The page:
Chelan Lakeshore Trail

Options abound on this simple and beautiful hike for the budding backpacker.

The Chelan Lakeshore Trail from Stehekin

Location: North Cascades National Park, Washington

Length: 7.6~37 miles (1-5 days)

Difficulty: Easy

Rating: 4-Star

Season: Spring or Fall

Water Availability: The Lakeshore Trail dips to lake level regularly and the lake water is cold and clean.

Getting there: From the town of Chelan drive to Fields Point and take the ferry to eit wher Prince Creek, Moore Point or Stehekin Landing, depending on how long of a trip you are planning.

Know-before-you-go: Permits are not required to camp at the boat in camps listed here. There are three campgrounds in Stehekin that all require free permits.

Sky Above and Below: The Lakeshore Trail offers up breathtaking views from the dry northeastern banks of Lake Chelan.

Sky Above and Below: The Lakeshore Trail offers up breathtaking views from the dry northeastern banks of Lake Chelan.

This hike takes you along the hot and dry Lakeshore Trail to see sweeping vistas of Lake Chelan and the surrounding mountains. All three options take you to Moore Point, a wide and flat peninsula that reaches out into Lake Chelan and offers breathtaking views up the Lake to the snowy Cascades and down the lake to the dry grasslands in their rain shadow.

Option 1: Take the ferry to Prince Creek, the furthest of the camps from Stehekin, and hike northwest 18 miles to Stehekin Landing, camping at Moore Point along the way.

Option 2: Take the ferry to Moore Point and hike just the most spectacular section of the Lakeshore Trail, the seven miles between there and Stehekin Landing. This can be done as a day hike or broken into two days by spending a night halfway at quiet Flick Creek camp.

Option 3: Take the ferry (or hike in from elsewhere in the Park) to Stehekin, then pickup the Lakeshore Trail from the Golden West Visitors Center and hike southwest to your heart’s content. There are several camps along the way. At the end either turn around and return the way you came, or arrange ahead of time for the ferry to pick you up at Prince Creek.

More information available from the North Cascades National Park website or in person at the Golden West Visitors Center in Stehekin. Stehekin is mile 2580 of the PCT.

Author’s Experience: I took option 3, a down and back to Moore Point, while resupplying in Stehekin during my PCT through hike.

Equipment Used: ULA Ohm 2.0 pack, North Face Hightail 3s sleeping bag, JetBoil PCS, MSR Hubba Hubba (fly and poles only), Merrel Moab Ventilator Mid shoes, sunglasses, Sawyer Mini Filter, 1.5l soda bottle, Arc’teryx Sabre Goretex jacket, window film ground tarp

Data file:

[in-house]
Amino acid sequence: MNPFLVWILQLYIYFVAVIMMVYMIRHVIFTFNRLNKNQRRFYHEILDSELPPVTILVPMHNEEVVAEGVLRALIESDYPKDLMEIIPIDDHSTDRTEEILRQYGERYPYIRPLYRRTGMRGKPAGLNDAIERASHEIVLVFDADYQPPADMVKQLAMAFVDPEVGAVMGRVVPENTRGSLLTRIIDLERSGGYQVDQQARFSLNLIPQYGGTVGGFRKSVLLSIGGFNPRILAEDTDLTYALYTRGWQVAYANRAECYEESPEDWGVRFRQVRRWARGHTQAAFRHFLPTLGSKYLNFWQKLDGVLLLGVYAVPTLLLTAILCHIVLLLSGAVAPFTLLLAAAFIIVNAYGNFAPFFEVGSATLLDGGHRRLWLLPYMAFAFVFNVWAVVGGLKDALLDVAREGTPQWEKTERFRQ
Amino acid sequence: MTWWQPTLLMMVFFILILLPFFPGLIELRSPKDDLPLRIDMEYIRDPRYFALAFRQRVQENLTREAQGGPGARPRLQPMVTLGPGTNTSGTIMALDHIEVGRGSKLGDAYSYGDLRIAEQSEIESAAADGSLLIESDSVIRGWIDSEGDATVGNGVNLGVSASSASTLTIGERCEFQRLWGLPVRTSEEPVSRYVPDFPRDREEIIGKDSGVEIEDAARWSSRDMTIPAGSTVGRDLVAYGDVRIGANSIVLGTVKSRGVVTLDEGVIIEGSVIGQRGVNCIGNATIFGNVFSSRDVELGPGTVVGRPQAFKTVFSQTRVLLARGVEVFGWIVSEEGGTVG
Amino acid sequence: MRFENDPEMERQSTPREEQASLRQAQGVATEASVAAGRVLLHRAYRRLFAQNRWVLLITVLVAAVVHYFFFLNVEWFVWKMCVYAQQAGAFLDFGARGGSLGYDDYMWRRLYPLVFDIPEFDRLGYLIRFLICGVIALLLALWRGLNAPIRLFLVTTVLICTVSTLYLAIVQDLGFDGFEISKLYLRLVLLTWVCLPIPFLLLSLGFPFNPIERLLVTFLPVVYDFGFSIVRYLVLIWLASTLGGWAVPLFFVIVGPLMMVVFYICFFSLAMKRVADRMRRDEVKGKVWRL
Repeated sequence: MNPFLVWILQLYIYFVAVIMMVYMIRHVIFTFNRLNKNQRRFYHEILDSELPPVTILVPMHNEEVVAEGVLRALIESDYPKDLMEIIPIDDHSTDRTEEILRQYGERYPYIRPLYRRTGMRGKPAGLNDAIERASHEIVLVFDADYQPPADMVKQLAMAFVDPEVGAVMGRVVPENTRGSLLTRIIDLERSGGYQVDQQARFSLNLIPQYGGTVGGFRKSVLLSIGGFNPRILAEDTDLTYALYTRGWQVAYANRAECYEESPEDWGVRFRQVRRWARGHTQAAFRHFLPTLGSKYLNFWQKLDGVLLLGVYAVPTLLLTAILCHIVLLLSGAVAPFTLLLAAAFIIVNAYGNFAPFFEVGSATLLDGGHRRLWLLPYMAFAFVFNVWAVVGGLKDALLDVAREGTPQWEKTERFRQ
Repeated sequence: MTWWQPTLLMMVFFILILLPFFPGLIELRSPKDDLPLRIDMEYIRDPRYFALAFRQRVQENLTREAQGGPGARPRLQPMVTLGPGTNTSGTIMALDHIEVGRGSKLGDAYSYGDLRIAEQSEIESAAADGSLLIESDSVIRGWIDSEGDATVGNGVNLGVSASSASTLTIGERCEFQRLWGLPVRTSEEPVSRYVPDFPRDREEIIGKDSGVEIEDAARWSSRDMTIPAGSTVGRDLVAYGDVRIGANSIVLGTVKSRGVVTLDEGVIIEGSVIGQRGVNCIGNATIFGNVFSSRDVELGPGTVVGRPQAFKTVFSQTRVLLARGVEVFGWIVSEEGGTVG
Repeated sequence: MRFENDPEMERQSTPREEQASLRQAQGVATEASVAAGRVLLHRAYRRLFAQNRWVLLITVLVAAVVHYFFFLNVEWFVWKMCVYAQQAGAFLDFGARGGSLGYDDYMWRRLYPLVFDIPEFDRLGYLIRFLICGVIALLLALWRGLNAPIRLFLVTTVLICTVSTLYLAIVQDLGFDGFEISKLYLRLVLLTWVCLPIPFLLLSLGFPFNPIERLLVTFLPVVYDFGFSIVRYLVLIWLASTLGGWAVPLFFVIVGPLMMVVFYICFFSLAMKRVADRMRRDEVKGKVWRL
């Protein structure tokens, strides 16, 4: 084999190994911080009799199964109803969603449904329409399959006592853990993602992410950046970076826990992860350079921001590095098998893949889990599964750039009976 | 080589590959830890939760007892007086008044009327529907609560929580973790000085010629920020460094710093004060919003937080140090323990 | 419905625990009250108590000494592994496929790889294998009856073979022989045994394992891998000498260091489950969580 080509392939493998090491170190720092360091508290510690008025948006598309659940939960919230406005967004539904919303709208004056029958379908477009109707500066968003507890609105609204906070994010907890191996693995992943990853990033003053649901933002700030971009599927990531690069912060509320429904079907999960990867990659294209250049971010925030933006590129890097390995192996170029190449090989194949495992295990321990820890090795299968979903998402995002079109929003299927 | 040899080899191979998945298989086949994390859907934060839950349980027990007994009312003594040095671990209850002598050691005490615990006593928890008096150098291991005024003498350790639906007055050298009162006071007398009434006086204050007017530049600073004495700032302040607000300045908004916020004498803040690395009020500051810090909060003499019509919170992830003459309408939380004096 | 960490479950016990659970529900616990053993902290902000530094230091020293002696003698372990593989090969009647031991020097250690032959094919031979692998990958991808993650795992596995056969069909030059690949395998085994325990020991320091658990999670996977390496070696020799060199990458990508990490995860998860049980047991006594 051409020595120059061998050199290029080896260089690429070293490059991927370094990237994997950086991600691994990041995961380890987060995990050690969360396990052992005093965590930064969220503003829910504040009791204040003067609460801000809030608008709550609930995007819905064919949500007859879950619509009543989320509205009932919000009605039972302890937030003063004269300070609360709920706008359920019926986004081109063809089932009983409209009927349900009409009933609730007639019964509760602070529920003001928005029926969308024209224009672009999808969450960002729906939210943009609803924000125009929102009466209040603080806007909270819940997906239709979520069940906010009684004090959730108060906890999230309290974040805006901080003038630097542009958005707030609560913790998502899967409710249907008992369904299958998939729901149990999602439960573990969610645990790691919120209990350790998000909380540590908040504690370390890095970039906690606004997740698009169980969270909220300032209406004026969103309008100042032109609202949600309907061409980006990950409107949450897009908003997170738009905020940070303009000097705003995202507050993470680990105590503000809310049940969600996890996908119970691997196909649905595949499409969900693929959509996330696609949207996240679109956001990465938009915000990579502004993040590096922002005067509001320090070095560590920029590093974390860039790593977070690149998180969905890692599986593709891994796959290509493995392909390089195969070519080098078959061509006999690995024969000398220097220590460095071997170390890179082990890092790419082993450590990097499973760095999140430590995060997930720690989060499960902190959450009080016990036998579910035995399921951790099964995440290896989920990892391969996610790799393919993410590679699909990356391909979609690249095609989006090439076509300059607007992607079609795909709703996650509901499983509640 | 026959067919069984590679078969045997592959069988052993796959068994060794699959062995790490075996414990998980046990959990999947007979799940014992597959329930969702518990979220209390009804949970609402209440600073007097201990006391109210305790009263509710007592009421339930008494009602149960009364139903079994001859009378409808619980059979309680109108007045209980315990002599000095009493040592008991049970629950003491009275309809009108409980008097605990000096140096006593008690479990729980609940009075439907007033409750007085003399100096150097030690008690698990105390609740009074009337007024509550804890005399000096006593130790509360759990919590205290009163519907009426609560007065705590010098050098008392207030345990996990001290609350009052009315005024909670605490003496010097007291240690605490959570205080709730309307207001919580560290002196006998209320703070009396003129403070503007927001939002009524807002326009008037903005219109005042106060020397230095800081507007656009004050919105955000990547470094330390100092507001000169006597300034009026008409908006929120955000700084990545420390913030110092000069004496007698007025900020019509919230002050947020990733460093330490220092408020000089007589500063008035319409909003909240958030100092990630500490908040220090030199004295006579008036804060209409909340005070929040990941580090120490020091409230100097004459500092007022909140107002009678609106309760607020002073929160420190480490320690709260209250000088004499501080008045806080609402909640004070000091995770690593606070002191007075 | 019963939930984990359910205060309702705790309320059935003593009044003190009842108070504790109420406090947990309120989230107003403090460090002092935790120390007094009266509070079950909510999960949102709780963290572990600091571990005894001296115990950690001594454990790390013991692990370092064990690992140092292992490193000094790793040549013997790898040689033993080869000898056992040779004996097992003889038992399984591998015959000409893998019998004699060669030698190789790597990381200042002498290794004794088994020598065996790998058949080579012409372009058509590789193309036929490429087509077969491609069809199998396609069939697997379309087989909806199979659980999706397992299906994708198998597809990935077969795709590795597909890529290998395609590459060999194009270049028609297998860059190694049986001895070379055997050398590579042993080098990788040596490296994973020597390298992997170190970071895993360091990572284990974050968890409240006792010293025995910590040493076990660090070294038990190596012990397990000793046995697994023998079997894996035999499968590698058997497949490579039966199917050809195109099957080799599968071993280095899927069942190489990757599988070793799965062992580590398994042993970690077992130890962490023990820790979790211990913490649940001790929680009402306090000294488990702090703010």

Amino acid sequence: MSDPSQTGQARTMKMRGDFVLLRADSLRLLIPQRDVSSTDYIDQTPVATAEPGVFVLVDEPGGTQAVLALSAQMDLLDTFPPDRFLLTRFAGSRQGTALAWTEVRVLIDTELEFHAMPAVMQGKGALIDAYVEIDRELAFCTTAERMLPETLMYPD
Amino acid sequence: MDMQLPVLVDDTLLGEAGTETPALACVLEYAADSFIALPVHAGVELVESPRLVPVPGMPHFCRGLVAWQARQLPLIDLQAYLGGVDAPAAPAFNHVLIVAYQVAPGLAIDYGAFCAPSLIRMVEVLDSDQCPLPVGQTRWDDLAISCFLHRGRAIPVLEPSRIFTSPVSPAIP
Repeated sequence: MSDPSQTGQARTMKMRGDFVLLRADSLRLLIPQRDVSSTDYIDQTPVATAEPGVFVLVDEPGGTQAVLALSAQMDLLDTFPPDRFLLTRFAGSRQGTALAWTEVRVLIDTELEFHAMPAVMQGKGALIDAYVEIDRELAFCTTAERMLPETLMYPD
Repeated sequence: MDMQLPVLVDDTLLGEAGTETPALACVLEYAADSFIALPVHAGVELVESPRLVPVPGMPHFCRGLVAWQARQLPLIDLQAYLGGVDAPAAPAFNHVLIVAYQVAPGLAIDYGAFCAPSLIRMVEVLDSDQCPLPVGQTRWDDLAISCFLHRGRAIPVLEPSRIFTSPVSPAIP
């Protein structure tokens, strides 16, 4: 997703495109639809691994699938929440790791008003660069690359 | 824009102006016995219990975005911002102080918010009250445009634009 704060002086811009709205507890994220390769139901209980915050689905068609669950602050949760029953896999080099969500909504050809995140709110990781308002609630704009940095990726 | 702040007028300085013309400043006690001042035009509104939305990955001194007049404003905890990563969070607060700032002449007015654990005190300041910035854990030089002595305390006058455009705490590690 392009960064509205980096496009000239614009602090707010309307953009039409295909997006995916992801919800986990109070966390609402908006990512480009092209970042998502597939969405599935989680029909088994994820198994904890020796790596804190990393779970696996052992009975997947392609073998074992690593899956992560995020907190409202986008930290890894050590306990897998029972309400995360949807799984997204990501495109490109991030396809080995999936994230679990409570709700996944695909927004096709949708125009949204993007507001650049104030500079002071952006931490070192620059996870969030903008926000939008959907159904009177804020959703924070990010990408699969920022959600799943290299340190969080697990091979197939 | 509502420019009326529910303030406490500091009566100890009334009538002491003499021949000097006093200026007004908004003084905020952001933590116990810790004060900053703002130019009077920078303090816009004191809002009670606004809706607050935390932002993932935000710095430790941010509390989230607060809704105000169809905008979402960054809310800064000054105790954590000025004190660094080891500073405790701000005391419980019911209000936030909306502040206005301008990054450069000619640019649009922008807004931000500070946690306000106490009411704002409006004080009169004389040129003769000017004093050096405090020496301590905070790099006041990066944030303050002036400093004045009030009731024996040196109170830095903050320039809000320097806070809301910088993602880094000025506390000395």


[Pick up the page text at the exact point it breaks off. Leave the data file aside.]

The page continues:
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Backpacking the Olympic Coast Days 4, 5 and 6: Whirlwind

Day 4: Hung out on Shi Shi Beach and did the loop hike up on the rim, which felt like a Tough Mudder course. Highlight was the well appointed pit toilet and foot pump handwash station at the parking lot. Wearing dish gloves all day and wiping your butt with cold river rocks makes you appreciate these two commonplace amenities. You’re own reservation land and the way the natives build a bridge and boardwalk out of rough hewn planks is pretty impressive too, as is the amount of frost and ice they can hold. Oh, and of course there’s the green and magenta sand that covers Shi Shi beach, and the epic orange sunset through Point of the Arches, if you’re into that sort of natural wonder stuff.
I collected a handful of delicious looking mussels (they grow in abundance here) and boiled and almost ate them but remembered there is a marine biotoxin ban on all shellfish here. Considered eating them anyway because I was down to quinoa and lentils but paralysis or amnesia was more risk than I could stomach, pun intended.
Ultimately, Shi Shi Beach is cool but I’d rather be on my own private beach, which would be any of the innumerable beaches to the south. Even now in the off season there was a dozen camera toting tourists and the item that ultimately makes or breaks a backpacking destination – the über-epic campsite – was conspicuously missing from Shi Shi Beach. (For the Olympic Coast’s best campsite go to the Yellow Banks just a few miles south.) By 4:30 p.m. the tide was receding (so was any semblance of usable daylight) and I made up my mind to get a jump on the 32 mile trek back, or, to put it bluntly, if there was any way in hell I could make it back to the box of Triscuits in my trunk in two days instead of three I was going to do it. I hiked 2.5 miles in the dark, killed all of my batteries, got lost in the woods*, and had to camp on a cliff when the last 4% of my phone wasn’t enough to run the light. Moral of the story: The inland trail due west of Willoughby Lake is easy to lose. Mice danced on me now and then but somehow four hikers pasted me early in the morning without waking me.